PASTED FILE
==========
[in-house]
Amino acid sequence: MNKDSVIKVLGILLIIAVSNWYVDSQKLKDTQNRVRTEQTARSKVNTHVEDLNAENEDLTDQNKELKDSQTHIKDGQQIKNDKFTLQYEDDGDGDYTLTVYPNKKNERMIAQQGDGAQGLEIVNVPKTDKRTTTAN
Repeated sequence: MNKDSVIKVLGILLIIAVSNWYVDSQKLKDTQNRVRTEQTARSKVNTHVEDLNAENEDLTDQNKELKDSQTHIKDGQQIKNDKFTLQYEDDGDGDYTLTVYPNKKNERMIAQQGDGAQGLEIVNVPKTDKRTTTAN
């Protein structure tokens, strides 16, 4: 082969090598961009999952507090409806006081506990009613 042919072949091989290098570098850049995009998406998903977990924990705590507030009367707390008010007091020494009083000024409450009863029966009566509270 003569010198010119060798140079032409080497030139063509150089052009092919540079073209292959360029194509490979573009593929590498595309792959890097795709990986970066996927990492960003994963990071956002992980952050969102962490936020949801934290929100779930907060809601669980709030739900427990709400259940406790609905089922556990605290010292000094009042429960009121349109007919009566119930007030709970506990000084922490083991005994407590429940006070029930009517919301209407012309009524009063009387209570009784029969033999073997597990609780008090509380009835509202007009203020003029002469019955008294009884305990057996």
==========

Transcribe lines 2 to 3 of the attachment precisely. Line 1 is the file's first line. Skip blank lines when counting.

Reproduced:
Amino acid sequence: MNKDSVIKVLGILLIIAVSNWYVDSQKLKDTQNRVRTEQTARSKVNTHVEDLNAENEDLTDQNKELKDSQTHIKDGQQIKNDKFTLQYEDDGDGDYTLTVYPNKKNERMIAQQGDGAQGLEIVNVPKTDKRTTTAN
Repeated sequence: MNKDSVIKVLGILLIIAVSNWYVDSQKLKDTQNRVRTEQTARSKVNTHVEDLNAENEDLTDQNKELKDSQTHIKDGQQIKNDKFTLQYEDDGDGDYTLTVYPNKKNERMIAQQGDGAQGLEIVNVPKTDKRTTTAN